Lagos Shippers’ have criticized the federal government policy on palletisation of cargoes. YUSUF BABALOLA writes.
Among the recommendations reached by the the Presidential Enabling Business Environment Council (PEBEC) setup by the federal government on ease of doing business in Nigeria was palletisation of imports, advanced cargo manifests, reduction in documentation requirements and scheduling of Joint Physical Examination by the Customs Service.
The recommendations was to facilitate trade in the country and trading across the nation’s borders.
The recommendation also includes sub-national reforms across Nigeria’s 36 states; trading within Nigeria; kick-off of initiatives and reforms improving business processes and regulations within Nigeria; and ease of movement of goods within and across regions in Nigeria.
Why FG established PEBEC
One of the reasons government created PEBEC was because Nigeria ranked 169th out of 190 countries on ease of doing business in the world revealed that Nigeria have multiple bottlenecks to contend with and resolve.
However, two of the areas in which Nigeria performs lowest on the Doing Business Index are trading across borders (international trade), and paying taxes. In trading across borders, Nigeria is ranked 181st, out of 190 countries. First, on international trade; it takes far too long to export or import goods and the cost is prohibitive in both cases. Nigeria comes well below the continental average for every single metric under this area.
This poor ranking was coming at a time when the government seeks to promote non-oil exports as a way to boost foreign exchange earnings, the cost of complying with customs regulations, mandatory inspections and related procedures is over five times higher in Nigeria than advanced economies.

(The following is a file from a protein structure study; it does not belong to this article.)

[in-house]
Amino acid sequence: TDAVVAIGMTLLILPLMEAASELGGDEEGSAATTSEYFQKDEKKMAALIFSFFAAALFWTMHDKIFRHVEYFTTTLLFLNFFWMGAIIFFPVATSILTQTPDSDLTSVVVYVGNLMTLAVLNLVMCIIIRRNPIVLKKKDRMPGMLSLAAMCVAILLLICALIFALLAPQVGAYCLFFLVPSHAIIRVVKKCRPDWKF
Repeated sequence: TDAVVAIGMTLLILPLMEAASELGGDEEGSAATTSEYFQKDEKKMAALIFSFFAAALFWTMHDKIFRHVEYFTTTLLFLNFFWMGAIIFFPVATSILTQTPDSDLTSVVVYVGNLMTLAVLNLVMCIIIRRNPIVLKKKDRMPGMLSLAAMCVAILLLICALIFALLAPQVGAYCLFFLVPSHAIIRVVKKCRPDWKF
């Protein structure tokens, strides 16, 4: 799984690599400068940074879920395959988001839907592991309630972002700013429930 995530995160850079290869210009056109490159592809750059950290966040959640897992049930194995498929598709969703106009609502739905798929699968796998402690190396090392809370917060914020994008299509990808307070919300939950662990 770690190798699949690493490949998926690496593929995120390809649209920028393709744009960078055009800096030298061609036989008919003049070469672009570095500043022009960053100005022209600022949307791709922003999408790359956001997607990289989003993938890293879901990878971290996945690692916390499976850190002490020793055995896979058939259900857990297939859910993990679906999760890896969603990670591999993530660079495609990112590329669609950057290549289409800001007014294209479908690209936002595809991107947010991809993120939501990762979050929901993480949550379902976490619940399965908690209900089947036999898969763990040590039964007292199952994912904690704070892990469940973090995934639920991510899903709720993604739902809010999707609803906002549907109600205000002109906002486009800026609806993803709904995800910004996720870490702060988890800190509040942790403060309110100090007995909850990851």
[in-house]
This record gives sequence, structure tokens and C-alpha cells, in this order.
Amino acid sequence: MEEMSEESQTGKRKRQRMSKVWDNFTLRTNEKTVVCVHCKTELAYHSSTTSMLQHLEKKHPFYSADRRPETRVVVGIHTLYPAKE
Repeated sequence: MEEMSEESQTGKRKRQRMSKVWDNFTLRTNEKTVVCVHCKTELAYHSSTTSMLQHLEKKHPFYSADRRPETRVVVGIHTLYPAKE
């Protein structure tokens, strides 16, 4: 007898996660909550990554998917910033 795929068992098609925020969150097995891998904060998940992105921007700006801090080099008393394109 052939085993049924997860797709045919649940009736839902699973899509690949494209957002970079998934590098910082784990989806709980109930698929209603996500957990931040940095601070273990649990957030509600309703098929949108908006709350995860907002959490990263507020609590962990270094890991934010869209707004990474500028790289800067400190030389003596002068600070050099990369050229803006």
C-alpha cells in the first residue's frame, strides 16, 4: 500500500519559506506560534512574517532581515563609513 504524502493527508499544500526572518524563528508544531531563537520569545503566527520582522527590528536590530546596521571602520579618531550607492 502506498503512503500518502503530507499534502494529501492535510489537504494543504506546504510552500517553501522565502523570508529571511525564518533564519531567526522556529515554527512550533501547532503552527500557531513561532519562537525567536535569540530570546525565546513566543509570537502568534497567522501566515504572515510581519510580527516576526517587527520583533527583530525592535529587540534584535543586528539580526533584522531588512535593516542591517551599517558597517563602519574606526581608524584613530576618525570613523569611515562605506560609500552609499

But, if the Federal Government genuinely means to promote exports, then it must stop its agencies from charging rates that discourage exportation, and exporters should be able to perform required procedures in a more time-efficient manner.
What the DB index provides for Government
The index provides a useful guide on the areas to start with and focus on for maximum impact if Nigeria is determined and serious about improving its overall business climate. As a tool to objectively assess actual regulatory reforms, the World Bank’s annual Doing Business (DB) Index provides a glimpse into the challenges that companies, especially small and medium enterprises (SMEs), face in the course of carrying out normal business activities in the country. The DB report shows areas where there are opportunities for national governments to improve or streamline existing regulations, making it easier for the private sector to blossom.
PEBEC Recommends Palletisation
However, PEBEC has recommended palletisation of cargoes. Pallets are used to stack, store, protect, and transport materials in the course of being handled by materials handling equipment such as forklifts, pallet jacks or conveyors, being stored in racking or bulk storage, or being positioned in transport vehicles.